Worldwide diabetes and dementia are both increasing in number, particularly in older people. It has been estimated that about 16% of people with diabetes may have some form of dementia and in settings such as care homes this may be higher. Having both conditions can lead to significant health problems and diabetes management and diabetic self-care may be adversely affected by the presence of dementia. Currently the main approaches to the management of diabetes revolve around self-management. Whilst this may be appropriate in the earlier stages of dementia this becomes more difficult as the dementia progresses. Knowing what interventions work best to manage diabetes in people with dementia is difficult because management is complicated by many factors including the type and severity of the dementia, the type of diabetes and the sort of medication needed to control it, the level of family support, and whether someone is living at home or in a residential or nursing home. To optimise understanding of what is likely to be effective, there is a need to combine what we know about managing diabetes in older people with what is known about the best ways to support people with dementia and their family carers. We reviewed the evidence using a research approach called realist synthesis. The aim was to make explicit the underlying assumptions that have informed the development of different interventions to manage diabetes and establish an understanding of what needs to be in place for them to be effective for people with dementia.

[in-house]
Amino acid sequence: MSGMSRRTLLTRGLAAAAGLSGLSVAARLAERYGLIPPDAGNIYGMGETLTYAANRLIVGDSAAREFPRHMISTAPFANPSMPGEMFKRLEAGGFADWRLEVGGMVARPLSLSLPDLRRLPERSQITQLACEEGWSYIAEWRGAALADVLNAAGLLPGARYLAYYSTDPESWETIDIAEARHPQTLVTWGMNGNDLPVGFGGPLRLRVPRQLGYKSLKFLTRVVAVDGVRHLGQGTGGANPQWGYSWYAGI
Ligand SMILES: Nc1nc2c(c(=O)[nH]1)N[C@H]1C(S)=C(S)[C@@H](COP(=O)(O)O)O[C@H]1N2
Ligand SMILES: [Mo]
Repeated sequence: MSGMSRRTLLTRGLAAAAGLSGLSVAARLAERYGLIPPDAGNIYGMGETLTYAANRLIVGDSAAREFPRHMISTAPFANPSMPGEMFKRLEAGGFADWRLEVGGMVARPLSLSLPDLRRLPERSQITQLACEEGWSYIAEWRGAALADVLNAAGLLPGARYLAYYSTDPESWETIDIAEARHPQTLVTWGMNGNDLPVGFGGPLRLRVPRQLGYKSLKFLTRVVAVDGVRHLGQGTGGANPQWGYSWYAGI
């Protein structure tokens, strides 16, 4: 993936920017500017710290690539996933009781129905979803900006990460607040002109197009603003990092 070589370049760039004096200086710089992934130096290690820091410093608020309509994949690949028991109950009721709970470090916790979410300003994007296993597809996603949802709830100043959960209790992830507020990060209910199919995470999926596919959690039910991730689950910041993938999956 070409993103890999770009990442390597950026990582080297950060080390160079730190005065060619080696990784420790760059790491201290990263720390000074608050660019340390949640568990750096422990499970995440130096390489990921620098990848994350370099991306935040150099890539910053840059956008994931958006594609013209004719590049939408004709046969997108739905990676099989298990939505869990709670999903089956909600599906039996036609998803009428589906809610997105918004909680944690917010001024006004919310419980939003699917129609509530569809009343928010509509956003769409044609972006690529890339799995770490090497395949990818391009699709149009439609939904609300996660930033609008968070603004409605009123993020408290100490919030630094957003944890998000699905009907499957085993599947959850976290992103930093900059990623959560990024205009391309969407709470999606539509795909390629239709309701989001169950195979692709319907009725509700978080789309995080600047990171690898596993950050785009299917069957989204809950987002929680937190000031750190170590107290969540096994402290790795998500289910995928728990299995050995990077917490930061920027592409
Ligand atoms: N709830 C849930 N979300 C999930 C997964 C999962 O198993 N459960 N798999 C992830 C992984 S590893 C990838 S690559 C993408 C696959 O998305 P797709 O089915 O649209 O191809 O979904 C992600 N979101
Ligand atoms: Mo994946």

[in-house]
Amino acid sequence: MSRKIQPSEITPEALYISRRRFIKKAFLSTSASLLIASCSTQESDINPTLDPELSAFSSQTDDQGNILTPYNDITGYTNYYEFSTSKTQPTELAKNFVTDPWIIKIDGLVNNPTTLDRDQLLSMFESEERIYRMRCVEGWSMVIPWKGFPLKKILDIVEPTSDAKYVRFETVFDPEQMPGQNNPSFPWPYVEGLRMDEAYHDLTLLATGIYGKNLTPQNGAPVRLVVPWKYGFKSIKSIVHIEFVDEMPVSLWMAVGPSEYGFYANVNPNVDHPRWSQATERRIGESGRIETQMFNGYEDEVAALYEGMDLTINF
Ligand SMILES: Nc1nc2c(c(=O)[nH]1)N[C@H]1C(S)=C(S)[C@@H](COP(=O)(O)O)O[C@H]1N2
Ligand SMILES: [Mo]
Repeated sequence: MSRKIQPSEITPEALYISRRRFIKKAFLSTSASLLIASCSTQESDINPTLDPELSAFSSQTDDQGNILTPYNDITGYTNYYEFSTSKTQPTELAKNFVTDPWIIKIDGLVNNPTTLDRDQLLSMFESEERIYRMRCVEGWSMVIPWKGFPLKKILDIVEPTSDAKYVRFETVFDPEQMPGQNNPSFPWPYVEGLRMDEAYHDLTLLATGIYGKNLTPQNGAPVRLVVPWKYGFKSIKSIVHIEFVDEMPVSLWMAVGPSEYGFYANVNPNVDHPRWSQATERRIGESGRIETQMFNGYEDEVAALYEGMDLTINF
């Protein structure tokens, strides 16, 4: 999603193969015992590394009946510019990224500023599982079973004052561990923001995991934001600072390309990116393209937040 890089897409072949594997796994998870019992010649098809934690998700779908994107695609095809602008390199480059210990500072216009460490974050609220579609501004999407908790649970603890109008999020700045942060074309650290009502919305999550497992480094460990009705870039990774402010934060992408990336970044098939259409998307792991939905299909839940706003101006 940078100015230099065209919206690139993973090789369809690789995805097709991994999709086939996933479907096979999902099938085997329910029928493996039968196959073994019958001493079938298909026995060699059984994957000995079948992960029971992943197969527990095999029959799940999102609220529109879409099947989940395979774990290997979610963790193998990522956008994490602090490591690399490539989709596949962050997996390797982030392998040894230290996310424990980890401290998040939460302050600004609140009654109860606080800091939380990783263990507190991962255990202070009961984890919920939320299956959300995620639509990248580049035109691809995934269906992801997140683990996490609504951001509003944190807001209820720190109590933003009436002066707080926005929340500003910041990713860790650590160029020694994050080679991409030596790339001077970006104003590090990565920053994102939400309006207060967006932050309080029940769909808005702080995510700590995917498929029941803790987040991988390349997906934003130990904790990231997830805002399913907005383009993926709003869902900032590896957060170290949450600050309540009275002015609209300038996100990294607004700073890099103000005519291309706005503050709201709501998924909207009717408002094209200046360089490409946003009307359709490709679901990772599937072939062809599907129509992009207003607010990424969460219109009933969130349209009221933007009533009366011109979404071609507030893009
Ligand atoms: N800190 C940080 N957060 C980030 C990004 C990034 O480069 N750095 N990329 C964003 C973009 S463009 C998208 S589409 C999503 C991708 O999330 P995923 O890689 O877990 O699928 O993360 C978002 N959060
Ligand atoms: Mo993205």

|Effective start/end date||1/06/15 → 30/11/16|
- NIHR - National Institute for Health Research: £94,854.00
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